'Index? We Ain't Got No Index. We Don't Need No Index. I Don't Have To Show You No Stinking Index.'

by: David Crosetti

Many investors believe that benchmarking their portfolio against an Index is important.

Index comparisons, however, are more meaningful with the element of time.

Beating an index alone is not always the objective that is most important to an investor.


Before I went on my last road trip, I had an article published on August 7th, which focused on The Perfect Portfolio and how happy I was about how the portfolio had been doing year to date.

As a little back story, the premise behind The Perfect Portfolio has nothing to do with this portfolio being "perfect" in any way other than one. It was created to supplement my mother's income after CD rates fell off the table as a viable income alternative.

The portfolio was designed for two functions. First, it was designed to replace interest income from CDs with a yield that was above prevailing interest rates at the time we began the process.

Secondly, it was designed to have that income, derived from dividends, to increase, annually at a rate that was greater than inflation.

The portfolio has accomplished both of those primary goals and thus, in that regard, it is The Perfect Portfolio. Please don't read anything into that name, other than the fact that the portfolio did exactly what we wanted it to do.

Could we have accomplished the same ends with a different strategy? Perhaps. But, this is the one we chose and this is the one we will continue to use as we move forward.

What You Should Know:

There are two parts to this portfolio.

The first part consists of a group of stocks that we accumulated in 2009, 2010, and 2011. These companies are standard fare for Dividend Growth Investors.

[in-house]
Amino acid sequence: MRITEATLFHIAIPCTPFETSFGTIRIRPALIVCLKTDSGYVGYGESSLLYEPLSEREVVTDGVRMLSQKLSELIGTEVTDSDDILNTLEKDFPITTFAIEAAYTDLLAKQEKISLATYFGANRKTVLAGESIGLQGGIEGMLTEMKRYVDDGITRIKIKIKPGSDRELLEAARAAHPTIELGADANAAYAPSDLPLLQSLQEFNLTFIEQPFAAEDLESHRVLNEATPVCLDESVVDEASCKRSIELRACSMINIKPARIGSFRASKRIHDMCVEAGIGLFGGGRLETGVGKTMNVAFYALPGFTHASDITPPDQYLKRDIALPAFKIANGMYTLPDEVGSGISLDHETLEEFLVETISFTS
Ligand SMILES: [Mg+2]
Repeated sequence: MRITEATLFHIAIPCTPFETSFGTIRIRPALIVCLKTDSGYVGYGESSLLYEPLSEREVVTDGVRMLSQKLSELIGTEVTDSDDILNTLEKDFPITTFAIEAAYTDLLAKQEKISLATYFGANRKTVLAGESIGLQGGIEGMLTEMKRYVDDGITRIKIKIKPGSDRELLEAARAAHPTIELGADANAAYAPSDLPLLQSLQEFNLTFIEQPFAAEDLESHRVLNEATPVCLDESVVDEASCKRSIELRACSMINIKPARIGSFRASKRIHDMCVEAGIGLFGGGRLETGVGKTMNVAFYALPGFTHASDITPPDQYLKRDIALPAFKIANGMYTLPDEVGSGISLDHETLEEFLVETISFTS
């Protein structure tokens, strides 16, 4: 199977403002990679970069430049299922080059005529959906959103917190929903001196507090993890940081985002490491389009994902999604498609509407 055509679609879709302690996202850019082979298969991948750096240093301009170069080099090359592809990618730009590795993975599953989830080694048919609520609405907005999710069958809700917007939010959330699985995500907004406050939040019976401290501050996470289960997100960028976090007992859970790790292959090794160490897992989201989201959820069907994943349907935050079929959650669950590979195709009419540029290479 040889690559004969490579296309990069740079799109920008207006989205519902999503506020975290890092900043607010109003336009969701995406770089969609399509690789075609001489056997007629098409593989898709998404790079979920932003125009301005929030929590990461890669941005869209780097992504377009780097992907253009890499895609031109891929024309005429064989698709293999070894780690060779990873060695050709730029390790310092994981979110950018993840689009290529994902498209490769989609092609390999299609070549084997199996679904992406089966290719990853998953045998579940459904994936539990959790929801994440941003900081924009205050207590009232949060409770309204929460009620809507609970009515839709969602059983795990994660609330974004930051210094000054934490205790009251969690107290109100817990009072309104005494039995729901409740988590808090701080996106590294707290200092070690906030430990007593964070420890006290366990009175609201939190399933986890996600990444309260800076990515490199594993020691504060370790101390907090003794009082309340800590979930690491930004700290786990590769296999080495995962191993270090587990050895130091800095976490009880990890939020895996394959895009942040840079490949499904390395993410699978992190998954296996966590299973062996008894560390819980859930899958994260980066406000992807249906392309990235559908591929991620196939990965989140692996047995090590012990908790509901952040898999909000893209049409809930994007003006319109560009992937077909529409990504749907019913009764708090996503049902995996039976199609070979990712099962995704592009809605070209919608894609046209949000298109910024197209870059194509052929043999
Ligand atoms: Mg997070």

The companies that make up this part of the portfolio are: AbbVie (NYSE:ABBV), Abbott Labs (NYSE:ABT), Colgate Palmolive (NYSE:CL), Chevron (NYSE:CVX), Intel (NASDAQ:INTC), Johnson and Johnson (NYSE:JNJ), Kimberly Clark (NYSE:KMB), Coca-Cola (NYSE:KO), McDonald (NYSE:MCD), Altria (NYSE:MO), Microsoft (NASDAQ:MSFT), Procter and Gamble (NYSE:PG), Reynolds American (NYSE:RAI), AT&T (NYSE:T), Verizon (NYSE:VZ), and Exxon Mobil (NYSE:XOM).

The second part consists of a group of companies that we have been adding to this portfolio, beginning in February of this year, 2016.

The companies in this part of the portfolio are: Cisco Systems (NASDAQ:CSCO), JP Morgan Chase (NYSE:JPM), Emerson Electric (NYSE:EMR), International Business Machines (NYSE:IBM), Qualcomm (NASDAQ:QCOM), Archer Daniels Midland (NYSE:ADM), Harley Davidson (NYSE:HOG), Monsanto (NYSE:MON), Marathon Petroleum (NYSE:MPC), Schweitzer Mauduit (NYSE:SWM), and Western Digital (NYSE:WDC).

Comment Stream:

In the pre-road trip article, the comment thread was really good and spirited, but civil. Some of the more interesting comments really caused me to give some thought to this portfolio and how we are doing with it, year to date, so I wanted to take this opportunity to look at some of those comments.

There seemed to be a couple of lines of thought that presented themselves over and over during the comment threads.

The First Line of Thought:

The first line of commentary centered on the performance of The Perfect Portfolio as compared to dividend oriented mutual funds and ETF's (exchange traded funds).

Both VIG & VYM have outperformed you YTD with expense ratios under 0.1%. The portfolios of most authors I'm reading on dividend & dividend growth investing right now are up 15%-17% YTD. It all depends to what you are comparing your returns.

NOBL and SDY are up about 14 to 18% year to date. A good year for indexers and index replicators-that's most everyone has.

The four overwhelmingly largest dividend-focused ETFs have generated a total return between 11% and 18% year to date. (SDY, VYM, VIG, DVY.) The ETFs are passive indexes, blind to valuation opinions, company research, investor goals, and Warren Buffet quotes. Note that the VYM ETF includes 427 stocks, which is 85% as many stocks as the S&P 500.

The Second Line of Thought:

The second line of comments centered around the notion that "stock picking" based on stock valuation methods is at best, a difficult task for most investors and one that would be better served by indexing to avoid the excessive PE Ratios that many stocks are throwing off, today.